Spiders The Size Of Softballs Lurk Deep Inside Abandoned Mines In Mexico

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Spiked spiders the size of softballs hide in Mexico’s old mines.

Spiders the size of softballs live deep in Mexico’s abandoned mines, which draws spider lovers from all over the world. These amazing animals, which come from different groups, do best in the dark, isolated areas of caves and mines. This makes them even more interesting when people don’t bother them.

In Baja California Sur, Mexico, an abandoned mine was the first place where a very interesting species of mine spider was found. Its presence was first guessed when a discarded exoskeleton was found, which added a creepy element of mystery to the process of identifying it.

Jim Berrian, a field entomologist at the San Diego Natural History Museum and one of the researchers who helped describe this new species, talked about what he saw: “The first thing we found that showed this species existed was a shed exoskeleton in the cracks of a rock overhang.” The hard shell was unusually large, and the eyes told me it was a wandering spider from the Family Ctenidae, of which there are only a few kinds in Baja California Sur.

Mine spiders don’t get much beefier than Califorctenus cacachilensis. Image credit: jorgehvaldez via iNaturalist, CC BY-NC 4.0

The enormous mine spider was not only a new species, but also a whole new genus. It was named the Sierra Cacachilas wandering spider, and its formal name is Califorctenus cacachilensis. It is related to the famously poisonous Phoneutria fera, which is also from Brazil.

The Sierra Cacachilas wandering spider’s poison seems to have been passed down from its ancestors, which is good news. Berrian told a story from his own life: “I got bitten while handling a live specimen of Califorctenus cacachilensis, and I’m still alive.” We haven’t looked into how dangerous the poison is, but the Brazilian wandering spider is the most dangerous of the wandering spiders.

This mine spider is very big, which might make up for the fact that its poison isn’t as strong. Its body is about 2.5 centimetres (1 inch) thick and its legs are about 10 centimetres (4 inches) long and thin. Its size is about the same as a baseball. Because of the way its body is built, it can’t spin webs. Instead, it can scurry along the walls of abandoned mines and hunt smaller animals like rats.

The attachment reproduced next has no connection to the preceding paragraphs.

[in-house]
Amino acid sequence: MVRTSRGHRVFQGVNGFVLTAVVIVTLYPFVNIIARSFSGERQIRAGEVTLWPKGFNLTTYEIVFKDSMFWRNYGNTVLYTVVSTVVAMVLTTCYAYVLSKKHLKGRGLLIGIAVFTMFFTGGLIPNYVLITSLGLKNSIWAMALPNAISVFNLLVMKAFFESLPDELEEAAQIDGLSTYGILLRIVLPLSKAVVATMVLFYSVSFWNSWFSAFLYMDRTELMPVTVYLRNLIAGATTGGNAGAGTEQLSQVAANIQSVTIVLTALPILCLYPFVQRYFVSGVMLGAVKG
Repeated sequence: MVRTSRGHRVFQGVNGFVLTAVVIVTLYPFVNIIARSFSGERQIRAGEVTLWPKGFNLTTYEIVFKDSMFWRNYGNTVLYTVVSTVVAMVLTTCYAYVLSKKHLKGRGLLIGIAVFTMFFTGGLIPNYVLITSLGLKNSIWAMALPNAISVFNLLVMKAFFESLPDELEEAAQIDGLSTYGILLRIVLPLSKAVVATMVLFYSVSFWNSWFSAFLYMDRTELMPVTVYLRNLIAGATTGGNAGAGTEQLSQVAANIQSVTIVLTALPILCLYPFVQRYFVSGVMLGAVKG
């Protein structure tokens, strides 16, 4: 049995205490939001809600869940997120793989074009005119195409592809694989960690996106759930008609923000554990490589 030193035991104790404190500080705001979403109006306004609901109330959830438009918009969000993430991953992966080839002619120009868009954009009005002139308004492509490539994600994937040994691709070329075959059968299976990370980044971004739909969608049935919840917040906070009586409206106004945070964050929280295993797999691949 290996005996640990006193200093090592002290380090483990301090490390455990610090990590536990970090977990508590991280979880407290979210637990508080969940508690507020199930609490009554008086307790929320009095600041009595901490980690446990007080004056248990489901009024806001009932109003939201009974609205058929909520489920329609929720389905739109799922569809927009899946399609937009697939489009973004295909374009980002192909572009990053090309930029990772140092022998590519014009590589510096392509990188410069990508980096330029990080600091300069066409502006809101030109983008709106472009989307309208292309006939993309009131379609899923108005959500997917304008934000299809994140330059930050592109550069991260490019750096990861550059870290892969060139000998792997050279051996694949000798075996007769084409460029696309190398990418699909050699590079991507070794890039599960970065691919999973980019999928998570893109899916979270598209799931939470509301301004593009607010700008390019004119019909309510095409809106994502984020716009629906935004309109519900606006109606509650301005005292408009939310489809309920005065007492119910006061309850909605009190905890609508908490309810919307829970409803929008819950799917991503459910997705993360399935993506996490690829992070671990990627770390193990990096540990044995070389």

It’s not completely strange that the Sierra Cacachilas wandering spider was found, since between 2 and 5 million insect and spider species have yet to be found. But it’s interesting that this huge spider wasn’t seen for a long time. Miners used to live in the abandoned mine where it was found, which suggests that they were close to these huge spiders.

For spiders that like to live in dark, winding caves and mines, the cave orb-weavers, whose formal name is Meta menardi, are big fans. These spiders, which are in the family Araneidae, hunt with silk, like Shelob in “The Lord of the Rings.”

Meta menardi uses its webs as tripwires to find millipedes, slugs, and flies that are moving by, even though they aren’t always sticky. The British Arachnological Society says that these spiders often live near the entrances to holes and mines in the UK. They are much smaller than the impressive C. cacachilsensis, but they are very good at hunting.

For some spiders, adapting to dark and remote places has gotten so bad that they have lost some organs that help them sense light. Seven new troglobitic species of the genus Tegenaria were found in caves in Israel earlier this year by scientists. Five of the newly discovered species had eyes that were not working properly, and the other two were totally blind. This adaptation shows how the lack of light has shaped their unique evolutionary path.

If the thought of mine spiders makes you feel uneasy, the easiest thing to do is to respect their homes and not bother them. These animals are very important to the environment because they help keep things in balance and keep pests under control.

It’s interesting that mine spiders can be found in more than just Mexico. Many species with interesting adaptations live in abandoned mines and holes around the world. Because these spiders live in dark places, they have developed special ways to hunt and sense things that help them do well when there is no light.

As people keep digging deeper into these secret underground worlds, they keep finding amazing things. Scientists and fans alike are interested in the abandoned mines and caves because they are mysterious and full of different things. They want to find out what secrets they hold.

The Brazilian wandering spider certainly looks very Shelob, but it’s more partial to the rainforest than a mine. Image credit: Margus Vilbas Photography / Shutterstock.com

So, the next time you find an old mine or cave opening, keep in mind that there may be more than just darkness inside. An interesting spider called the Sierra Cacachilas wandering spider and other amazing spiders may be quietly telling their complicated stories, waiting to be found and enjoyed.

Let’s enjoy the amazing world of mine spiders by recognising their unique adaptations and the important parts they play in the ecosystem. As we learn more about and discover these hidden worlds, we gain a greater appreciation for the amazing things that nature can do, even in the strangest and most remote places.


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